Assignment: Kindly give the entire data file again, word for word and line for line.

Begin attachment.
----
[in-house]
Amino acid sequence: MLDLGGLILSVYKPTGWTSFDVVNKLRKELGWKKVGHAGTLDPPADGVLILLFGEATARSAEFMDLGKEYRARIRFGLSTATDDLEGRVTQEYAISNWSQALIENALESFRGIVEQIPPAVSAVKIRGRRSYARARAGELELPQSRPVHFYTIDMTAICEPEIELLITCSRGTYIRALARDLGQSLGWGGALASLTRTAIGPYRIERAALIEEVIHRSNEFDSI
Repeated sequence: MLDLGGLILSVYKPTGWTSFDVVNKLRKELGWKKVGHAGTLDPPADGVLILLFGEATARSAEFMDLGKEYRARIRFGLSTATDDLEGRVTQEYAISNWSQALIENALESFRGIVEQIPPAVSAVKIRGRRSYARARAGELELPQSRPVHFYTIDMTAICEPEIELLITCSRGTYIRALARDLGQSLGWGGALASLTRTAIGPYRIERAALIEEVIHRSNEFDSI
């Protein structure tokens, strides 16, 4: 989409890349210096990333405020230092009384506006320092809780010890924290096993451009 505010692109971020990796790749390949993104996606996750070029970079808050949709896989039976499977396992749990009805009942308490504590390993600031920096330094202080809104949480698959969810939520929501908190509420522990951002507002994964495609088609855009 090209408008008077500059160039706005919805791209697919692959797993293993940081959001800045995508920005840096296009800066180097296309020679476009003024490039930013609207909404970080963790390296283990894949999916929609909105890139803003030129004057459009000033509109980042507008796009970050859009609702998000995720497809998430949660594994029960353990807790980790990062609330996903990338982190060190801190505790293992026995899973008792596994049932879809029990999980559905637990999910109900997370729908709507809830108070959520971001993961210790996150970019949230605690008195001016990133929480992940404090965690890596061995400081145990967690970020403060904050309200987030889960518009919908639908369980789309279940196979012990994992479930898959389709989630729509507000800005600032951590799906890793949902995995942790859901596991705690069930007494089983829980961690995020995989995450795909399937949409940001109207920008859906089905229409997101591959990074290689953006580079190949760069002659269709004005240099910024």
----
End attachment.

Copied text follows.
[in-house]
Amino acid sequence: MLDLGGLILSVYKPTGWTSFDVVNKLRKELGWKKVGHAGTLDPPADGVLILLFGEATARSAEFMDLGKEYRARIRFGLSTATDDLEGRVTQEYAISNWSQALIENALESFRGIVEQIPPAVSAVKIRGRRSYARARAGELELPQSRPVHFYTIDMTAICEPEIELLITCSRGTYIRALARDLGQSLGWGGALASLTRTAIGPYRIERAALIEEVIHRSNEFDSI
Repeated sequence: MLDLGGLILSVYKPTGWTSFDVVNKLRKELGWKKVGHAGTLDPPADGVLILLFGEATARSAEFMDLGKEYRARIRFGLSTATDDLEGRVTQEYAISNWSQALIENALESFRGIVEQIPPAVSAVKIRGRRSYARARAGELELPQSRPVHFYTIDMTAICEPEIELLITCSRGTYIRALARDLGQSLGWGGALASLTRTAIGPYRIERAALIEEVIHRSNEFDSI
């Protein structure tokens, strides 16, 4: 989409890349210096990333405020230092009384506006320092809780010890924290096993451009 505010692109971020990796790749390949993104996606996750070029970079808050949709896989039976499977396992749990009805009942308490504590390993600031920096330094202080809104949480698959969810939520929501908190509420522990951002507002994964495609088609855009 090209408008008077500059160039706005919805791209697919692959797993293993940081959001800045995508920005840096296009800066180097296309020679476009003024490039930013609207909404970080963790390296283990894949999916929609909105890139803003030129004057459009000033509109980042507008796009970050859009609702998000995720497809998430949660594994029960353990807790980790990062609330996903990338982190060190801190505790293992026995899973008792596994049932879809029990999980559905637990999910109900997370729908709507809830108070959520971001993961210790996150970019949230605690008195001016990133929480992940404090965690890596061995400081145990967690970020403060904050309200987030889960518009919908639908369980789309279940196979012990994992479930898959389709989630729509507000800005600032951590799906890793949902995995942790859901596991705690069930007494089983829980961690995020995989995450795909399937949409940001109207920008859906089905229409997101591959990074290689953006580079190949760069002659269709004005240099910024």